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Tongue Problems (cont.)

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What are tongue problems in pregnancy?

A small percentage of women experience a sore tongue while pregnant. This may be related to the hormonal changes taking place during pregnancy. The soreness could also be in combination with geographic tongue where bare areas are present and disappear as well as reappear. These conditions usually resolve after the pregnancy ends.

What specialists treat tongue problems?

Depending on the tongue problem, there is a specific doctor for treatment. Initially, evaluation of tongue problems can be assessed by a dentist and if needed, an appropriate specialist can be recommended for further evaluation and subsequent treatment.

For tongue lesions such as changes in color, growths, or texture changes, an oral surgeon or an otolaryngologist (ear, nose and throat specialist, also known as an ENT specialist) can evaluate the area, perform a biopsy, and follow up or refer for appropriate treatment such as surgery or medication. Tongue pain may also be addressed with an oral surgeon or ENT, but a neurology specialist may be appropriate if the pain is related to neuralgia. Tongue movement problems stemming from injury may also be treated by a neurology specialist in conjunction with occupational or physical therapists.

For tongue cancer, a group of specialists could be involved depending on the spread of the disease. A head and neck surgeon, an oncologist, a radiation oncologist, an oral surgeon, and a dentist could comprise the team of doctors that help in treating the oral cancer patient.

How do health-care professionals diagnose tongue problems?

During an examination with a physician or dentist, information based on symptoms and clinical appearance is collected. Based on this information, a diagnosis is made. However, if there isn't a unique sign or symptom to distinguish the tongue problem, a differential diagnosis is reviewed. A differential diagnosis lists all the possible causes of the signs and symptoms. It is a systematic process of weighing the probability of one disease versus that of other diseases that may account for the tongue problem. For example, a white tongue lesion may have the differential diagnosis of lichen planus, leukoplakia, or contact inflammation from dentures. Each of these causes can be carefully considered based on what is observed. Subsequently, a plan of treatment can be made.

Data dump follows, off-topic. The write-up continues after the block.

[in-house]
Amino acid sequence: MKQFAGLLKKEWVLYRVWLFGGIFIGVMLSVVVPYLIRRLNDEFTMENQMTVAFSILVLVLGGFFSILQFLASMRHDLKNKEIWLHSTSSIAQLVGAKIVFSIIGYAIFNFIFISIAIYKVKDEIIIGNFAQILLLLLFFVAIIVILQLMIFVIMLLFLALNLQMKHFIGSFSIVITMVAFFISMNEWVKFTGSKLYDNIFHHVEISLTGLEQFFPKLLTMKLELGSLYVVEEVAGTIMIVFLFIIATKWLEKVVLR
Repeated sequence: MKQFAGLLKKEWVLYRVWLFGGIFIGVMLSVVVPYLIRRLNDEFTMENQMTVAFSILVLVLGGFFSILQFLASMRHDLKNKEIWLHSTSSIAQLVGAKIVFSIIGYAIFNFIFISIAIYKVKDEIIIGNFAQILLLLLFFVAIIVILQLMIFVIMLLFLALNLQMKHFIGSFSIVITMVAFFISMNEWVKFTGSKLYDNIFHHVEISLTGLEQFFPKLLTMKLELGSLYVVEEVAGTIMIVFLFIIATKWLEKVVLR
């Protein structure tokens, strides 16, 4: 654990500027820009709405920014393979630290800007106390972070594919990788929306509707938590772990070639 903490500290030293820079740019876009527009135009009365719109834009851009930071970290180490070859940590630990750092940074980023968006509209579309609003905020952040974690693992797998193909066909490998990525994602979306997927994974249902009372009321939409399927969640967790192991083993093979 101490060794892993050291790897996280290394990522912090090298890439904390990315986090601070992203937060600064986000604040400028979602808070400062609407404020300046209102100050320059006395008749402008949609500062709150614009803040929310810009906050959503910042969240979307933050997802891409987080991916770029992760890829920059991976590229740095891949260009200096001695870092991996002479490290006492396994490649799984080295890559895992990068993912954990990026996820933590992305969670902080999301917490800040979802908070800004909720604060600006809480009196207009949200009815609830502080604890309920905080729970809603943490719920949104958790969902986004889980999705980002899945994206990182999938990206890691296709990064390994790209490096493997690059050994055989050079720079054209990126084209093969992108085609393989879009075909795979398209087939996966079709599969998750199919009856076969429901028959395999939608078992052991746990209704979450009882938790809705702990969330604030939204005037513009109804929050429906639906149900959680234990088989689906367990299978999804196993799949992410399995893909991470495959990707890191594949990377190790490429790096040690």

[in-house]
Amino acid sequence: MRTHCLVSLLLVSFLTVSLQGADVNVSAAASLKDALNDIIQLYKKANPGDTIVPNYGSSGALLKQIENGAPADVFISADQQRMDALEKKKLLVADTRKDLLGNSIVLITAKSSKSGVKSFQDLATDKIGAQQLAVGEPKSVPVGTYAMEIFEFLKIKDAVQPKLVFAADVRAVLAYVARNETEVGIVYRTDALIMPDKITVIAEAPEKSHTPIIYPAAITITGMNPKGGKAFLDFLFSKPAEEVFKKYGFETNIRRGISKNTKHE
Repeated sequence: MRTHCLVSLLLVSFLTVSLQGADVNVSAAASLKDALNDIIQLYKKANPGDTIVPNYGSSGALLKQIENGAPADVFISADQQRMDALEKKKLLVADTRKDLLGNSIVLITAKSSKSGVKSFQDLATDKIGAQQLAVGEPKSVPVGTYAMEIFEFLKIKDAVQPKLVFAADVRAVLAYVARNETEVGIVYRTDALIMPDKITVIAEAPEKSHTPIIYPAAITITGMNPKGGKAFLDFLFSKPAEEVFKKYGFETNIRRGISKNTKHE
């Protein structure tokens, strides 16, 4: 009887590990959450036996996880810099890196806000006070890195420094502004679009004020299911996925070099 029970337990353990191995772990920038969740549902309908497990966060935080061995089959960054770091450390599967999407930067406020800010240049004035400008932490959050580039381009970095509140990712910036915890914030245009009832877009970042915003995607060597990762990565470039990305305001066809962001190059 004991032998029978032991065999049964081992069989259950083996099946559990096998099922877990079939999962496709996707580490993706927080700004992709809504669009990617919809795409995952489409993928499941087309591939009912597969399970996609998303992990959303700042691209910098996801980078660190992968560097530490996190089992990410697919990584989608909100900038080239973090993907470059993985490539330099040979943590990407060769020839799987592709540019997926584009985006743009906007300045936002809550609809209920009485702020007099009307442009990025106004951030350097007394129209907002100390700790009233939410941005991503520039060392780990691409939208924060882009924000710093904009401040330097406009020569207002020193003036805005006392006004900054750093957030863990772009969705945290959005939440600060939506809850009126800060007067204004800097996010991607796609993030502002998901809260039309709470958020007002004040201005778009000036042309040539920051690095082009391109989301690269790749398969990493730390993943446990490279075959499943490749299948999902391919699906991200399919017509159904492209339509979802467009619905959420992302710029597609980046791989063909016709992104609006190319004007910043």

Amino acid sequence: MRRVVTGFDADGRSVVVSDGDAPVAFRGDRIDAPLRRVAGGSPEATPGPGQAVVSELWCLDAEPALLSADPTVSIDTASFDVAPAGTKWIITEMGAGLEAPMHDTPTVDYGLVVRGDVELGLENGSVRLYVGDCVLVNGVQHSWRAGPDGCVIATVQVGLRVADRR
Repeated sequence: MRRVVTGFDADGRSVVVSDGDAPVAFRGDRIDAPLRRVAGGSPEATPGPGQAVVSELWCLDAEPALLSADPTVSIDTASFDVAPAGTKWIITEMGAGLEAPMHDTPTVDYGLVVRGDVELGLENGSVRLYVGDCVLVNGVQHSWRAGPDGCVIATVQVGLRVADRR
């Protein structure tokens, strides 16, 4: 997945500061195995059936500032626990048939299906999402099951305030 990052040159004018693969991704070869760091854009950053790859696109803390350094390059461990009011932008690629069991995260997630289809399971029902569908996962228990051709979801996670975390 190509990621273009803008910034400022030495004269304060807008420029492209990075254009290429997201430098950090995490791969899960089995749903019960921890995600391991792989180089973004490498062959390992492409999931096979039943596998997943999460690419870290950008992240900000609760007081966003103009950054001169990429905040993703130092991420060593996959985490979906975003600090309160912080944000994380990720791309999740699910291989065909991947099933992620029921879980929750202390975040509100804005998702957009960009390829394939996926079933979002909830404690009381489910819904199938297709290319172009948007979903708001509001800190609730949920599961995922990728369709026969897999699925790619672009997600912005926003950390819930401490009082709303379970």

For many tongue conditions that might be cancer, a special dye called toluidine blue has been useful to aid in diagnosis. Toluidine blue staining is able to help in early identification of precancerous or cancerous lesions.

A more definite diagnosis requires a biopsy. A biopsy is a procedure whereby a sample of cells or tissue is evaluated under a microscope. Optimal treatment requires a precise diagnosis.

Medically Reviewed by a Doctor on 1/31/2017


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